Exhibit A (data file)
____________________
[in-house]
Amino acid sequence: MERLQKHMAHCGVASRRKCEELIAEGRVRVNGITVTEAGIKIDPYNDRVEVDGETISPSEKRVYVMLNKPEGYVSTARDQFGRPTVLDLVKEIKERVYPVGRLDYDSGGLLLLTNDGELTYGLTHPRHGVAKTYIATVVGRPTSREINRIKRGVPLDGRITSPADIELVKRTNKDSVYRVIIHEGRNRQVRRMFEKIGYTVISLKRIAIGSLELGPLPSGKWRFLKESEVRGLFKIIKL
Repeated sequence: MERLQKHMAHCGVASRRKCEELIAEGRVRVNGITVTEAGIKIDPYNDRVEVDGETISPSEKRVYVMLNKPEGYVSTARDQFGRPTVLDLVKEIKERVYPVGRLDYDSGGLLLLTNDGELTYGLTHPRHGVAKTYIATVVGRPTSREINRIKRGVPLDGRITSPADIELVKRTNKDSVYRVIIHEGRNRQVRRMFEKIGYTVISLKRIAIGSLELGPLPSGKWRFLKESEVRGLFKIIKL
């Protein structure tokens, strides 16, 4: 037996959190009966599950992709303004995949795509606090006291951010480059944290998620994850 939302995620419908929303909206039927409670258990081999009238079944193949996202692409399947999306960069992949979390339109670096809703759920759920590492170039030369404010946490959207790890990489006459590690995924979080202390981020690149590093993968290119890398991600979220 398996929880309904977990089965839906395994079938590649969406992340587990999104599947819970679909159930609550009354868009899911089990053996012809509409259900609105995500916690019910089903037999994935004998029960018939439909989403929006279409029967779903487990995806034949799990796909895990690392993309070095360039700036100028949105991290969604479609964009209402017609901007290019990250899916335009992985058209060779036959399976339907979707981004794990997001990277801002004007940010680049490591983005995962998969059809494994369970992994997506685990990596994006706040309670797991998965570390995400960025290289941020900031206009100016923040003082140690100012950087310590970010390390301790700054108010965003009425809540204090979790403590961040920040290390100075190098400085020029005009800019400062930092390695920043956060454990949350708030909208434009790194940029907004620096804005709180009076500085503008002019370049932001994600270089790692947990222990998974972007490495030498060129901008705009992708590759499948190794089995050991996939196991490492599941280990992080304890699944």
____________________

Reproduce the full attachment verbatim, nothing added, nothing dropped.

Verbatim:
[in-house]
Amino acid sequence: MERLQKHMAHCGVASRRKCEELIAEGRVRVNGITVTEAGIKIDPYNDRVEVDGETISPSEKRVYVMLNKPEGYVSTARDQFGRPTVLDLVKEIKERVYPVGRLDYDSGGLLLLTNDGELTYGLTHPRHGVAKTYIATVVGRPTSREINRIKRGVPLDGRITSPADIELVKRTNKDSVYRVIIHEGRNRQVRRMFEKIGYTVISLKRIAIGSLELGPLPSGKWRFLKESEVRGLFKIIKL
Repeated sequence: MERLQKHMAHCGVASRRKCEELIAEGRVRVNGITVTEAGIKIDPYNDRVEVDGETISPSEKRVYVMLNKPEGYVSTARDQFGRPTVLDLVKEIKERVYPVGRLDYDSGGLLLLTNDGELTYGLTHPRHGVAKTYIATVVGRPTSREINRIKRGVPLDGRITSPADIELVKRTNKDSVYRVIIHEGRNRQVRRMFEKIGYTVISLKRIAIGSLELGPLPSGKWRFLKESEVRGLFKIIKL
């Protein structure tokens, strides 16, 4: 037996959190009966599950992709303004995949795509606090006291951010480059944290998620994850 939302995620419908929303909206039927409670258990081999009238079944193949996202692409399947999306960069992949979390339109670096809703759920759920590492170039030369404010946490959207790890990489006459590690995924979080202390981020690149590093993968290119890398991600979220 398996929880309904977990089965839906395994079938590649969406992340587990999104599947819970679909159930609550009354868009899911089990053996012809509409259900609105995500916690019910089903037999994935004998029960018939439909989403929006279409029967779903487990995806034949799990796909895990690392993309070095360039700036100028949105991290969604479609964009209402017609901007290019990250899916335009992985058209060779036959399976339907979707981004794990997001990277801002004007940010680049490591983005995962998969059809494994369970992994997506685990990596994006706040309670797991998965570390995400960025290289941020900031206009100016923040003082140690100012950087310590970010390390301790700054108010965003009425809540204090979790403590961040920040290390100075190098400085020029005009800019400062930092390695920043956060454990949350708030909208434009790194940029907004620096804005709180009076500085503008002019370049932001994600270089790692947990222990998974972007490495030498060129901008705009992708590759499948190794089995050991996939196991490492599941280990992080304890699944």